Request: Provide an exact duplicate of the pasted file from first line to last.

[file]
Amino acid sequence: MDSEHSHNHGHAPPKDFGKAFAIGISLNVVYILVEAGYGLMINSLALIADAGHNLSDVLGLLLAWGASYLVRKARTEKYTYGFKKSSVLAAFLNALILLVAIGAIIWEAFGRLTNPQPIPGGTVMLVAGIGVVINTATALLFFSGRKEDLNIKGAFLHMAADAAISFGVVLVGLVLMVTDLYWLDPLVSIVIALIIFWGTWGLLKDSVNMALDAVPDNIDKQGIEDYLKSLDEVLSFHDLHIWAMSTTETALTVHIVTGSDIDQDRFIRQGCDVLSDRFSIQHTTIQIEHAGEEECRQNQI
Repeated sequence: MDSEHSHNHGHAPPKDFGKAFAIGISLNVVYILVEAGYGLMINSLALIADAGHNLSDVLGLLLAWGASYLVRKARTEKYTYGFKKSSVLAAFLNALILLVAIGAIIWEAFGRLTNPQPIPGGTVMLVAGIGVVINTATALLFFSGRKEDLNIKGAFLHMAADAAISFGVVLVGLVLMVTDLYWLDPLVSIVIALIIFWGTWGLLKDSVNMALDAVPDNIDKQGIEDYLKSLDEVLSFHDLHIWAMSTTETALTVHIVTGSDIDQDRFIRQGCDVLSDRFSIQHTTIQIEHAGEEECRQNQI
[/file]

Amino acid sequence: MDSEHSHNHGHAPPKDFGKAFAIGISLNVVYILVEAGYGLMINSLALIADAGHNLSDVLGLLLAWGASYLVRKARTEKYTYGFKKSSVLAAFLNALILLVAIGAIIWEAFGRLTNPQPIPGGTVMLVAGIGVVINTATALLFFSGRKEDLNIKGAFLHMAADAAISFGVVLVGLVLMVTDLYWLDPLVSIVIALIIFWGTWGLLKDSVNMALDAVPDNIDKQGIEDYLKSLDEVLSFHDLHIWAMSTTETALTVHIVTGSDIDQDRFIRQGCDVLSDRFSIQHTTIQIEHAGEEECRQNQI
Repeated sequence: MDSEHSHNHGHAPPKDFGKAFAIGISLNVVYILVEAGYGLMINSLALIADAGHNLSDVLGLLLAWGASYLVRKARTEKYTYGFKKSSVLAAFLNALILLVAIGAIIWEAFGRLTNPQPIPGGTVMLVAGIGVVINTATALLFFSGRKEDLNIKGAFLHMAADAAISFGVVLVGLVLMVTDLYWLDPLVSIVIALIIFWGTWGLLKDSVNMALDAVPDNIDKQGIEDYLKSLDEVLSFHDLHIWAMSTTETALTVHIVTGSDIDQDRFIRQGCDVLSDRFSIQHTTIQIEHAGEEECRQNQI